Sheffield City Region mayor election – a long journey, but was it worth it?
Busy sports hall – check. Hordes of bored-looking journalists – check. Groups of stressed-out candidates and agents – check. To an outsider, the election count in Sheffield on Friday 4th May looked much like any other election count taking place in hundreds of authorities across the country. But the election of Dan Jarvis as the first mayor of Sheffield City Region was in fact the end of a long, and at times rocky, journey along the road to devolution.
This journey began some six years ago, with Sheffield being part of the first wave of City Deals to get the go-ahead from central government. Building on this, two Growth Deals were agreed with government, with funds being given to the Local Enterprise Partnership (LEP) for projects to benefit the local area and economy. The first wave of Growth Deals was announced in July 2014 and government then expanded the deals in January 2015, investing a further £1 billion in local economies across England.
Sheffield City Region was, by all measures, a front-runner in the devolution race. And the biggest step was the ‘Devolution Deal’ signed in October 2015, which appeared decisive in terms of the transfer of resources and powers away from central government to the Sheffield City Region. A mayor in May 2017 was supposed to follow. But when the other mayoral combined authorities held their elections, Sheffield City Region found itself bogged down in legal challenges, followed by disagreements between the leaders of the four South Yorkshire authorities on how to proceed. These delays led to a new election date of May 2018 – at which point we found ourselves in that sports hall with Dan Jarvis making his victory speech. So was the journey worth it? And why does all this matter?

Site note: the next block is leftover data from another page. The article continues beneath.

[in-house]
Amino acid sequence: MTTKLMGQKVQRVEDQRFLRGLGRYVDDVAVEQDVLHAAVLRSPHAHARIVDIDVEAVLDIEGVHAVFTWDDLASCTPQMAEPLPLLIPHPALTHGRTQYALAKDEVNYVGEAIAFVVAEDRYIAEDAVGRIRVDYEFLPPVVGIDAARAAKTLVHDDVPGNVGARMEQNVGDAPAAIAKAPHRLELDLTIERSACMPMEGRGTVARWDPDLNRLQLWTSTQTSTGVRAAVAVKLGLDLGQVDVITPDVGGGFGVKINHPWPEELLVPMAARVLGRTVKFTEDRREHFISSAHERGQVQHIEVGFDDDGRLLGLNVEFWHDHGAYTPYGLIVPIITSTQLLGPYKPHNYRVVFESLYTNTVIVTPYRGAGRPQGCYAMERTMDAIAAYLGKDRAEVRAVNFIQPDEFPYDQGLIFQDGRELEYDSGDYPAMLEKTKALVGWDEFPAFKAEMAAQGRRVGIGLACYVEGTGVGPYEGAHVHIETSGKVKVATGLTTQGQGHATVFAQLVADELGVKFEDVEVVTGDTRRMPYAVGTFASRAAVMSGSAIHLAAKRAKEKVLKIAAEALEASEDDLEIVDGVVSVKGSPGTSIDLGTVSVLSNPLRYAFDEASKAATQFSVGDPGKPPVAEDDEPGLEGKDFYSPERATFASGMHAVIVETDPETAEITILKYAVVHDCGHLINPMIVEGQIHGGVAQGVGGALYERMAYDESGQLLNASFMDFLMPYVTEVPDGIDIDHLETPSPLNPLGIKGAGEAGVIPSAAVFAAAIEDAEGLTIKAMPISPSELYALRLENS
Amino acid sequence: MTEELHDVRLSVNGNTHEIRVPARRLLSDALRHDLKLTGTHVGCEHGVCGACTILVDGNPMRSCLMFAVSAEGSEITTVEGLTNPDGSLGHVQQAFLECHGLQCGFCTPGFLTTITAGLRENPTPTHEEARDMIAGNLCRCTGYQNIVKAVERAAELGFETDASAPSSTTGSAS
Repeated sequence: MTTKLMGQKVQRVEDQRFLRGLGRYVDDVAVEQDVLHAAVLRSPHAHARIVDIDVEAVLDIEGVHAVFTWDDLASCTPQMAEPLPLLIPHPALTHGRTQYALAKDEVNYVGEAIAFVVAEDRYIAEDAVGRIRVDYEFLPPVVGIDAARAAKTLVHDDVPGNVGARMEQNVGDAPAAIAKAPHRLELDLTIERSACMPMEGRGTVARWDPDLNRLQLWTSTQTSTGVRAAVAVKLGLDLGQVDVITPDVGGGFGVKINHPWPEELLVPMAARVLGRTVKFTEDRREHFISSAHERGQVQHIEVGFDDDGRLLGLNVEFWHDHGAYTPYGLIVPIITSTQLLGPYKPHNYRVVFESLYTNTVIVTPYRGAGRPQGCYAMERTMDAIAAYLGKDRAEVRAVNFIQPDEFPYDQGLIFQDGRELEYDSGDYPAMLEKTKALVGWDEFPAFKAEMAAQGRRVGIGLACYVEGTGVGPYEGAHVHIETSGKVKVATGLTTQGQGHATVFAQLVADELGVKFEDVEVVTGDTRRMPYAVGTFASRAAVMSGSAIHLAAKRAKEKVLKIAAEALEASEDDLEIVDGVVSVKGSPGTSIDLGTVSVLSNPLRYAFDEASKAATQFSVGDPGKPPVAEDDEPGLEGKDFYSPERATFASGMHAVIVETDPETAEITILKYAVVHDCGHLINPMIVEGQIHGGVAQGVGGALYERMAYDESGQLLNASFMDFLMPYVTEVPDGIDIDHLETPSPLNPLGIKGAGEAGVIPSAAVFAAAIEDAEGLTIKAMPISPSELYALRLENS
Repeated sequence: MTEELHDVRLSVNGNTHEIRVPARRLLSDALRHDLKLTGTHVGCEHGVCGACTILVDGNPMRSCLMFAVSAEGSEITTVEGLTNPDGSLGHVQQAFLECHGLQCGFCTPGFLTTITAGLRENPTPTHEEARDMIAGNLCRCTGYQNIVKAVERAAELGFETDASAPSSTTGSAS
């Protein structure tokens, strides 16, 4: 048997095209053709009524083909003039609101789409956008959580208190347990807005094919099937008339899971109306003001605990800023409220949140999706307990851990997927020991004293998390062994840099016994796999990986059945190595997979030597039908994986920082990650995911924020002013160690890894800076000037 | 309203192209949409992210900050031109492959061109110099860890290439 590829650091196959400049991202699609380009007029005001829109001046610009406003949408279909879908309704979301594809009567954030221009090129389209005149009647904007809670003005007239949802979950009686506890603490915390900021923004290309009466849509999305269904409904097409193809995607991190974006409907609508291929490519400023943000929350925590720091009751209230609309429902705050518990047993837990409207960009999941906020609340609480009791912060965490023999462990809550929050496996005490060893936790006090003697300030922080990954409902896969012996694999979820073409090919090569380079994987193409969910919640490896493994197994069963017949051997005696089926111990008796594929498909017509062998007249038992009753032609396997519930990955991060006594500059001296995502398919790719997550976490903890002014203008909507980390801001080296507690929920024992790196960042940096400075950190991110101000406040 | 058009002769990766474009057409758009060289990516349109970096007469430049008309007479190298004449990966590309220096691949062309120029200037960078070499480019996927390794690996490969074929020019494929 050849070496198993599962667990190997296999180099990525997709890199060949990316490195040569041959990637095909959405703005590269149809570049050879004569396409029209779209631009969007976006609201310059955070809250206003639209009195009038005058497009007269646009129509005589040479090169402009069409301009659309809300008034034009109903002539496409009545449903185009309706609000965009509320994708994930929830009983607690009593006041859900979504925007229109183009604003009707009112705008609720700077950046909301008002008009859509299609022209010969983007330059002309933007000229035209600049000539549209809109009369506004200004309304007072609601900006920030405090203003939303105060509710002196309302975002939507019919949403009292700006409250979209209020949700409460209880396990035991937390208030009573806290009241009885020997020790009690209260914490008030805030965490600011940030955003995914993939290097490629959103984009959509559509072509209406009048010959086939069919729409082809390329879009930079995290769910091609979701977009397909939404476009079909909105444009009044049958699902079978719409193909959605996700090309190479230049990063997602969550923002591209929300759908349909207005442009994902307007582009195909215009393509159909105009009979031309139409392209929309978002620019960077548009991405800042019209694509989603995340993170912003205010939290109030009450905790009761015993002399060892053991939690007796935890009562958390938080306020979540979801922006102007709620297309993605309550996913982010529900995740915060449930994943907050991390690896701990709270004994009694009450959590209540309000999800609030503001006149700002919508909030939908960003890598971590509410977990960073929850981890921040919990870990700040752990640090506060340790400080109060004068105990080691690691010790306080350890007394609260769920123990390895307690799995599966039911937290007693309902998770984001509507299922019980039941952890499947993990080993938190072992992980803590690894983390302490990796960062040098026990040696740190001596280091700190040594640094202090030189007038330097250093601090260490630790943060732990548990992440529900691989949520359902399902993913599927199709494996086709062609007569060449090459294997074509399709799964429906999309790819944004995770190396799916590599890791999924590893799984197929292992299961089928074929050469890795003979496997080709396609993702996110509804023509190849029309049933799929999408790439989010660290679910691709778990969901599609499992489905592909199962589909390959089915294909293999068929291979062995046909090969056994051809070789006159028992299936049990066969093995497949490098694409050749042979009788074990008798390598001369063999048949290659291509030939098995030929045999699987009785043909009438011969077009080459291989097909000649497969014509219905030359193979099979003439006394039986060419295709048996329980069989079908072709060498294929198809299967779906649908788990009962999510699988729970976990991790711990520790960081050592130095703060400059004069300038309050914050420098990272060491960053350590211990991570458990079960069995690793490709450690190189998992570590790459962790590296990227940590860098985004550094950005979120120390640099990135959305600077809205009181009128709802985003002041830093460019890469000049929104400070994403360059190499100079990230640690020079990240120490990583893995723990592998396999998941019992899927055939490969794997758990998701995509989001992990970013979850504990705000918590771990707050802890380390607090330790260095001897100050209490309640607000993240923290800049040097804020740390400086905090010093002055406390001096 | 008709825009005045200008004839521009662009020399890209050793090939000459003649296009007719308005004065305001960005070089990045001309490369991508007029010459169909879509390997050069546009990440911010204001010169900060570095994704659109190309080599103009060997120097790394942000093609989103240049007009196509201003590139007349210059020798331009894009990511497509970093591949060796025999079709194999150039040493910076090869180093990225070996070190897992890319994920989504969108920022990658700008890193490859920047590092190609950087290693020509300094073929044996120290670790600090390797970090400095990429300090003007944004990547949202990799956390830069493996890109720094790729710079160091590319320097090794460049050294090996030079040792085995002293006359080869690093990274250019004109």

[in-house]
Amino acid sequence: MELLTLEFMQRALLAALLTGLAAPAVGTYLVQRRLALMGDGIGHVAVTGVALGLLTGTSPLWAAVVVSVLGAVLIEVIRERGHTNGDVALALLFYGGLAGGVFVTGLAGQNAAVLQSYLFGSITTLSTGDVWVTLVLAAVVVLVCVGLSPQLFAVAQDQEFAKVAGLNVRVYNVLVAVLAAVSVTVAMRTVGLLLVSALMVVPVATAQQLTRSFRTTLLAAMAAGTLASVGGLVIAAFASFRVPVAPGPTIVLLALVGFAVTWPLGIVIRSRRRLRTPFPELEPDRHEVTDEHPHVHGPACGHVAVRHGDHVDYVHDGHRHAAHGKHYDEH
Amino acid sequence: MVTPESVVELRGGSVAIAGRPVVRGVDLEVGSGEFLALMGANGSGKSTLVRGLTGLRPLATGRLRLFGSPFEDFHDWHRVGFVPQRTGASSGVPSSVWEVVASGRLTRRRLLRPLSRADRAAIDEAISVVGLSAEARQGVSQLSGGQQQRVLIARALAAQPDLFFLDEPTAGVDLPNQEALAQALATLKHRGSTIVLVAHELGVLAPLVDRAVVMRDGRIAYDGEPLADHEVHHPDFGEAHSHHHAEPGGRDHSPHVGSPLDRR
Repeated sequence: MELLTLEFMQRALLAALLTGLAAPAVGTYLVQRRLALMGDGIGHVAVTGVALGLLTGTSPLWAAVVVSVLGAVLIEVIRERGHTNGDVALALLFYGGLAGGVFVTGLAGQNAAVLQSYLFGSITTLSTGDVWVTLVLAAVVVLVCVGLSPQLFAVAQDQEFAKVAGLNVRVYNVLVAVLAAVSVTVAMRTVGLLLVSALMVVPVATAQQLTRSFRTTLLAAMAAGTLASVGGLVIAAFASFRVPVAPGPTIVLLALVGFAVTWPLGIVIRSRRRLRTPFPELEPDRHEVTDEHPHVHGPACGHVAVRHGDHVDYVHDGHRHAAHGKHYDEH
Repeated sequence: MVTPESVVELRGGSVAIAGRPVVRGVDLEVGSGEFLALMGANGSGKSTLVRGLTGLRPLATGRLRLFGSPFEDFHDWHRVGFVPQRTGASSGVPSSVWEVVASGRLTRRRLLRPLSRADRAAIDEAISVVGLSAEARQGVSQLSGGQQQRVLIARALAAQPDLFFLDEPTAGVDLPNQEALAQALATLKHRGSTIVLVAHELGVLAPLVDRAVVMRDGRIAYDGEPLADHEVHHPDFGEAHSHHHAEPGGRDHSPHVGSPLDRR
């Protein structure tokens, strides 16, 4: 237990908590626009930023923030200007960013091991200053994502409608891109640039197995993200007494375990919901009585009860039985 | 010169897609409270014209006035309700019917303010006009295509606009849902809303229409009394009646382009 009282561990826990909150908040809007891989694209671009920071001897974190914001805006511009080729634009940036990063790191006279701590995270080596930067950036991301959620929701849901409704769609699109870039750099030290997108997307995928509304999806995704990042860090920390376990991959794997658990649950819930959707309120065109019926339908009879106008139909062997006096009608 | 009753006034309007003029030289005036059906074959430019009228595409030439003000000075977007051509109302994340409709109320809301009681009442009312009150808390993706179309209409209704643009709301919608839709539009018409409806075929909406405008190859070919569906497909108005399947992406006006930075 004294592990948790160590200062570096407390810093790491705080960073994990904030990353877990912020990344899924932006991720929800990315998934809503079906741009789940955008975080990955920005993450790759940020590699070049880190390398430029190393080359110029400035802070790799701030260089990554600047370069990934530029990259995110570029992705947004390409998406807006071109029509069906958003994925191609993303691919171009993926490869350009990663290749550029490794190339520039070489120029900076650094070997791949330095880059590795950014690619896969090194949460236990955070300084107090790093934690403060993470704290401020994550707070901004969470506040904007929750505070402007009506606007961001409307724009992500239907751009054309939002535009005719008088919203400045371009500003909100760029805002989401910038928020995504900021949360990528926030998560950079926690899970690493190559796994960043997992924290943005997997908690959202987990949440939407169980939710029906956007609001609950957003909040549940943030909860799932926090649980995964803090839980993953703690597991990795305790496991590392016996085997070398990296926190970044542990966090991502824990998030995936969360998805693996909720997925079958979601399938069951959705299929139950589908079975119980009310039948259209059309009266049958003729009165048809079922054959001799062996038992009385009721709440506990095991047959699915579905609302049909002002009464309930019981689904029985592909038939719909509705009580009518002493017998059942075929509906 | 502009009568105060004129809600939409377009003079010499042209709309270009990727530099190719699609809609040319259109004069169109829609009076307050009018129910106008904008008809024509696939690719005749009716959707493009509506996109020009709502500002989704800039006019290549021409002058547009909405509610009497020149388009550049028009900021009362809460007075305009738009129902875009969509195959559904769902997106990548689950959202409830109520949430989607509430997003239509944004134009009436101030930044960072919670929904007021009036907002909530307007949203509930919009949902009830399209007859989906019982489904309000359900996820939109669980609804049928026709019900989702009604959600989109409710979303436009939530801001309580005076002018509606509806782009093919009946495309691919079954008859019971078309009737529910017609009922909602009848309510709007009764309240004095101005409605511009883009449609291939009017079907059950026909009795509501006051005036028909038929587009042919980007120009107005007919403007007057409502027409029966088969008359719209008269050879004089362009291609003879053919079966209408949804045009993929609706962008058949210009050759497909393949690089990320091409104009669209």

The fact is, it certainly mattered to the higher-than-anticipated number of the electorate who turned out to vote. Mayors present a major shift in local political control, in a country with one of the most politically centralised systems. Mayoral devolution can be seen as the latest attempt at meaningful devolution of responsibilities, following previous failed attempts over the last 20 years, such as regional assemblies.
Importantly, metro mayors are at the right scale for the issues they are dealing with. Put simply, if you want to achieve change in economic growth, you need to work at scale across the right geography. This does not mean that all problems and their associated solutions follow the same spatial level, and mayors need to be flexible and adaptive to working across and within boundaries if they want to affect real change. But an understanding of the right geography for each issue is crucial.
This first few weeks of the new mayor’s term has been a whirlwind of briefings and establishing ways of working. For the majority of the combined authority staff, they will not have seen any change to their day-to-day working lives. Indeed most may not see much of a change in the direction their work is taking them. Inward investment is still inward investment, just as business growth is still business growth. Many priorities remain the same.
For those members of staff used to working in a political environment, this should not come as a surprise. The mayor, in some ways, is no different to a leader within a local authority, who the majority of council staff often do not have any involvement or engagement with.
But combined authorities and LEPs are made up of staff from a variety of backgrounds, and for some, the election of a mayor will be the first time they have worked in an environment serving a political master. This can often be seen as a constraining influence, especially for those used to working with relative autonomy, but it should rather be seen as an enabling influence. As such for leaders within Mayoral Combined Authorities, learning to manage within a political environment will be an important skills set.
A mayor who is operating effectively should be able to unlock doors previously closed, shine light on issues or put more momentum behind others, but ultimately is someone who can make things happen, and that is what the majority of economic development professionals got into the industry to do.
Mark Lynam is a Board Member of the Institute of Economic Development, and Director of Programme Commissioning at Sheffield City Region